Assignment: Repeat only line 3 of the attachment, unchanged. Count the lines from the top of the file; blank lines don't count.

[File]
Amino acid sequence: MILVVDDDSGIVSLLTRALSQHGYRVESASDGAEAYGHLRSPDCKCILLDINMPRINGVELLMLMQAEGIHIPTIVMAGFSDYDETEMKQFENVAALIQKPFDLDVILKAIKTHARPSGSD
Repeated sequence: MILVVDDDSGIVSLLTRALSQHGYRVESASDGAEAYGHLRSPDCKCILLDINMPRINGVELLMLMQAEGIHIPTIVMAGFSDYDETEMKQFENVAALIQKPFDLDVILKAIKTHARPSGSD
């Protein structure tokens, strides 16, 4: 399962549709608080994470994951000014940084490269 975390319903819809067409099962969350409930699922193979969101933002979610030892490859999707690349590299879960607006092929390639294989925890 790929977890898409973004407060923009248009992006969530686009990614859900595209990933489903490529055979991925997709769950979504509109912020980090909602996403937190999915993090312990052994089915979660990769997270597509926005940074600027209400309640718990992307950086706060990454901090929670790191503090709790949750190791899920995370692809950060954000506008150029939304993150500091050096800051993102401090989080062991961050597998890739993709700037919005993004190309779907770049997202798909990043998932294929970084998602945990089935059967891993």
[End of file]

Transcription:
């Protein structure tokens, strides 16, 4: 399962549709608080994470994951000014940084490269 975390319903819809067409099962969350409930699922193979969101933002979610030892490859999707690349590299879960607006092929390639294989925890 790929977890898409973004407060923009248009992006969530686009990614859900595209990933489903490529055979991925997709769950979504509109912020980090909602996403937190999915993090312990052994089915979660990769997270597509926005940074600027209400309640718990992307950086706060990454901090929670790191503090709790949750190791899920995370692809950060954000506008150029939304993150500091050096800051993102401090989080062991961050597998890739993709700037919005993004190309779907770049997202798909990043998932294929970084998602945990089935059967891993």